It is always tempting to dive straight into prototyping and algorithm development activities. But taking some time at the outset to better understand data always leads to more nuanced insights and relevant results because teams are able to identify issues and nuances early on.
The best way to know if data contain useful and relevant information for solving a problem using machine learning is to visualize and study the data. If possible, it is better to work with SMEs who are familiar with the problem statement and the business nature while visualizing and understanding the relevant data sets.
In a customer attrition problem, for example, a business SME may be intimately familiar with aggregate data distributions such as higher attrition caused by pricing changes and lower attrition for customers who use a particularly sticky product. Such insights, observed in the data, will increase confidence in the overall data set or, more importantly, will help data scientists focus on data issues to address early in the project.
We typically recommend various visualizations of data in order to best understand issues and develop an intuition about the data set. Visualizations may include aggregate distributions, charting of data trends over time, graphic subsets of the data, and visualizing summary statistics, including gaps, missing data, and mean/median values.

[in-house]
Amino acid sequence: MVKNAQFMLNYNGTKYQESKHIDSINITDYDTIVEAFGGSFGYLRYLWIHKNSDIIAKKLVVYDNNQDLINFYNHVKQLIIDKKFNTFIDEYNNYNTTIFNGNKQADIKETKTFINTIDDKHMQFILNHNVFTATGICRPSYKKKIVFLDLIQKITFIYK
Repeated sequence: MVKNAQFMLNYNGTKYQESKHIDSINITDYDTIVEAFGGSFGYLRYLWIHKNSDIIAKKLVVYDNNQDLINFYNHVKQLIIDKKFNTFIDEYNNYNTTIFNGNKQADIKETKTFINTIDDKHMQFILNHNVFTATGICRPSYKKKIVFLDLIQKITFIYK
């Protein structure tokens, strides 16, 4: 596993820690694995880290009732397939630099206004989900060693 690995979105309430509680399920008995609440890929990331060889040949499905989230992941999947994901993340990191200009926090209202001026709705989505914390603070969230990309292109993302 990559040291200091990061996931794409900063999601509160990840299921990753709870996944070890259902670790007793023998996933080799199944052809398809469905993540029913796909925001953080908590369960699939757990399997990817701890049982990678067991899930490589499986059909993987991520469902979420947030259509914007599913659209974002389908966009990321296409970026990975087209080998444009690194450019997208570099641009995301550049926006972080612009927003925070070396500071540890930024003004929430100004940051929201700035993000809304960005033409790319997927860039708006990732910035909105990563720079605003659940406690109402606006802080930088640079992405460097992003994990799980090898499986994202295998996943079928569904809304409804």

For problem statements that support supervised modeling approaches, it is beneficial to view data with clear labels for the multiple classes defined, for example customers who have left versus existing customers.
For example, when examining data distributions across multiple classes, it is helpful to confirm that the classes display differences. If data differences, however minor, are not apparent during inspection and manual analysis, it is unlikely that AI/ML systems will be successful at discovering them effectively. The following figure shows an example of plotting data distributions across positive (in blue) and negative (in orange) classes across different features in order to ascertain whether there are differences across the two classes.
In customer attrition problems, those customers who have left may represent a disproportionate number of inbound requests to call centers. Such an insight during data visualization may lead data scientists to explore customer engagement features more deeply in their experiments.
Figure 29: Understanding the impact of individual features on outcomes or class distributions can offer significant insight into the learning problem
We also recommend that teams physically print out data sets on paper to visualize and mark up observations and hypotheses. It is often incredibly challenging to understand and absorb data trends on screens. Physical copies are more amenable to deep analysis and collaboration, especially if they are prominently displayed for team members to interact with them, for instance on the walls of a team’s room. Using wall space and printed paper is more effective than even a very large projector. The following figure shows a picture of one of our conference room walls that is covered in data visualizations.
Figure 30: Conference room walls covered in data visualizations to facilitate understanding and collaboration during model development
In the following figure from an AI-based predictive maintenance example, aligning individual time series signals makes it possible to rapidly scan them for changes that occur before failures.
Figure 31: Example of a time series data visualization exercise as part of an AI-based predictive maintenance prototype.
By visualizing these data, scientists were able to identify small patterns that can later be learned by algorithms.
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